Phillies

Best of luck to whichever pitcher Gabe Kapler tabs to face Dodgers on Saturday night

Best of luck to whichever pitcher Gabe Kapler tabs to face Dodgers on Saturday night

LOS ANGELES — Fifteen minutes after Friday night’s game against the Los Angeles Dodgers ended, Phillies manager Gabe Kapler wasn’t sure who his starting pitcher for Saturday night’s game would be.

“There’s some conversations yet to be had about that,” Kapler said.

To whoever ends up getting the nod — good luck. The Dodgers are the best team in the National League on the stat sheet and they certainly met the eye test in scoring a 6-3 win over the Phillies in the first game of a three-game series at Dodger Stadium on Friday night (see observations).

Rookie lefty Cole Irvin and power-armed right-hander Vince Velasquez are the candidates to take on the Dodgers in place of injured Zach Eflin on Saturday night (see story).

Both watched as the Dodgers mauled Phillies starter Jake Arrieta for 10 hits, including three homers, and five runs on Friday night. All five runs came on homers.

“I think Jake missed with a couple of sliders and these are really good hitters and he got punished for those mistakes,” Kapler said. “This is a tremendous lineup and a good ballclub. It sucks to lose. At the same time, we understand that in order for us to beat clubs like this, we have to play our best baseball and we didn’t do that tonight.”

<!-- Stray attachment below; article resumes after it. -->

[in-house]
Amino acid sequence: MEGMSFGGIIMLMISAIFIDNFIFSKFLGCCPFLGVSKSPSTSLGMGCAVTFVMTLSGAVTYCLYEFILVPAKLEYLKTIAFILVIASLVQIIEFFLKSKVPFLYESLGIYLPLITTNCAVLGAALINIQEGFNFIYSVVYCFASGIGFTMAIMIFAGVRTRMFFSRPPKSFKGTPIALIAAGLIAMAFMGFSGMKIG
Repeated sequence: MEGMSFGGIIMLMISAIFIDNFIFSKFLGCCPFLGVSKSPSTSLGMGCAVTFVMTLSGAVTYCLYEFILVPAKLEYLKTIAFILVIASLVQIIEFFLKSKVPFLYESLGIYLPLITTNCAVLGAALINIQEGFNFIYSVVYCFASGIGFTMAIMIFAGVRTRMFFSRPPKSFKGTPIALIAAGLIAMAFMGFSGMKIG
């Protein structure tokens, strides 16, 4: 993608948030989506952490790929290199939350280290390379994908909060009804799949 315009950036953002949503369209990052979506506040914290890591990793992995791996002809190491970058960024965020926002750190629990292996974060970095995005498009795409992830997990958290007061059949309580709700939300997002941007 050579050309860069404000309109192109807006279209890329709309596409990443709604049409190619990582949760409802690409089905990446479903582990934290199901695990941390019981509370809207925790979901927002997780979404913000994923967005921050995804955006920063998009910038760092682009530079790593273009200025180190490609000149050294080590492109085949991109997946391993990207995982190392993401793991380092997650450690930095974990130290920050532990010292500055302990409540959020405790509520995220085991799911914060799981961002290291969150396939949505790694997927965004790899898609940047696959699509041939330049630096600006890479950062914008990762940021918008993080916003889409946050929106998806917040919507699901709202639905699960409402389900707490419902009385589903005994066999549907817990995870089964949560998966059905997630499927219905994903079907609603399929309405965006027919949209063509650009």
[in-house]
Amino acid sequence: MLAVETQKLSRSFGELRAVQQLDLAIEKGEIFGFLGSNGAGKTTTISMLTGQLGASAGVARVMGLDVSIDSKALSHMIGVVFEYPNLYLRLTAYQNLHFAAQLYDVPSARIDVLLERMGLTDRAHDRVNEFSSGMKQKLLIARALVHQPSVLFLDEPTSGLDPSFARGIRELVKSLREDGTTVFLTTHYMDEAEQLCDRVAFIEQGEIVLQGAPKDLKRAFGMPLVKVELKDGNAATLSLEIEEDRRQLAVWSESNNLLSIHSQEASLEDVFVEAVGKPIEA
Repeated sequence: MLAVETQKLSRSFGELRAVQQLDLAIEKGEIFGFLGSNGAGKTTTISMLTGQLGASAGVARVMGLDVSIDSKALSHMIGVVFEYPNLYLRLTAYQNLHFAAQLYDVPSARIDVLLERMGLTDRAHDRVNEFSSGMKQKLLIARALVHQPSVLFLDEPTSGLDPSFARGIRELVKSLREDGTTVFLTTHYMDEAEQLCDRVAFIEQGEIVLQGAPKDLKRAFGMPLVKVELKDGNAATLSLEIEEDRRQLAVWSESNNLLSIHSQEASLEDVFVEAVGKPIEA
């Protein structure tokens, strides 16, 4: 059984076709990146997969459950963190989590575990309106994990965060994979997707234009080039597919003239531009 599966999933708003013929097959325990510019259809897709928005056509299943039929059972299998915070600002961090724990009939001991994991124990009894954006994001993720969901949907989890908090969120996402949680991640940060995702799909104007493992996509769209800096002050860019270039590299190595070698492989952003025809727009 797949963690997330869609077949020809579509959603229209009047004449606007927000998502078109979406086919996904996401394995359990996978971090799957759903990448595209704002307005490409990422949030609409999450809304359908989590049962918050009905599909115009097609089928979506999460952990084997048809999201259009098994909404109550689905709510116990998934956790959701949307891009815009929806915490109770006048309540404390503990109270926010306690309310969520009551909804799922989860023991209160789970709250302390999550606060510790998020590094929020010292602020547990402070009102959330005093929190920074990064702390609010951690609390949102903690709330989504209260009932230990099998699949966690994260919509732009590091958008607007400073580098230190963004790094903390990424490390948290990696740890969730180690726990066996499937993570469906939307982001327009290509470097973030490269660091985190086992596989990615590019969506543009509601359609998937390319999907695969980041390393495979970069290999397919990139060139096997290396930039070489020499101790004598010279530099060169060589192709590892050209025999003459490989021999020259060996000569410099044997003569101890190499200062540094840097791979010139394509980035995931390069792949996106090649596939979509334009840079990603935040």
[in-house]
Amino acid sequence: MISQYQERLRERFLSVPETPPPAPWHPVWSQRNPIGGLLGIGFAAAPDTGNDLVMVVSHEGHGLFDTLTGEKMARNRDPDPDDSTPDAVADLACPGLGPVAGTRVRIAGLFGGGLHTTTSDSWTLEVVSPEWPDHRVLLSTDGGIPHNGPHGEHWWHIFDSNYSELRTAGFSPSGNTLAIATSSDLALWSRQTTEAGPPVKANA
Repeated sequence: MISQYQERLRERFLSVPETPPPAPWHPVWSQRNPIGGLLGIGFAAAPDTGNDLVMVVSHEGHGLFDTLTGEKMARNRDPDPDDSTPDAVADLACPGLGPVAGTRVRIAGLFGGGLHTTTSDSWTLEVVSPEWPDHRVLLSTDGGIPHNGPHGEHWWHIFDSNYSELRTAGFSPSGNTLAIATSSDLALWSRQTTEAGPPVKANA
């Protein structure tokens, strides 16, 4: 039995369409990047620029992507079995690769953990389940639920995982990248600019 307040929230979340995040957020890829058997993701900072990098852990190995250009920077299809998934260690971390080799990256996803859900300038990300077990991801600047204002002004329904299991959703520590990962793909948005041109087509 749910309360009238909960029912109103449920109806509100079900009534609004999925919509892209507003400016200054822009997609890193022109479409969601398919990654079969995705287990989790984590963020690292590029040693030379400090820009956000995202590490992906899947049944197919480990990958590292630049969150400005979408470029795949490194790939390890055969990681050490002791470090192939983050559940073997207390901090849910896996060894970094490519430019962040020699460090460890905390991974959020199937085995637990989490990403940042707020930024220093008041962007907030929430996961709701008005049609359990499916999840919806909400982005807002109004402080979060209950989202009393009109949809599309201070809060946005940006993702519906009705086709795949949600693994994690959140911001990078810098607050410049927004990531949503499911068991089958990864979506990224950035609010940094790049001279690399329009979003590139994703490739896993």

The Dodgers have the best record in the NL at 39-19. The Phillies have the second-best record in the NL at 33-24. But the gulf between the two teams looked bigger than that Friday night.

While the Dodgers clubbed 12 hits, including four homers, the Phillies stroked just five hits — four singles and a solo homer by Andrew McCutchen. The Phillies had just three hits through the first eight innings. Dodgers starter Kenta Maeda pitched six innings of two-run ball and gave up just three hits.

One of those hits was an RBI single to Arrieta in the fifth inning. It tied the game at 2-2. The game did not stay tied long. Arrieta gave up a homer to Joc Pederson leading off the bottom of the fifth. He then allowed a single to Max Muncy and a two-run homer to Corey Seager. Earlier in the game, Arrieta gave up a two-run shot to Muncy.

“The off-speed wasn’t very sharp tonight,” Arrieta said. “That’s why I gave up 10 hits, seven singles and the three homers. I just wasn’t very sharp with the slider, changeup or the curveball. They were able to eliminate too many pitches and they did some damage.”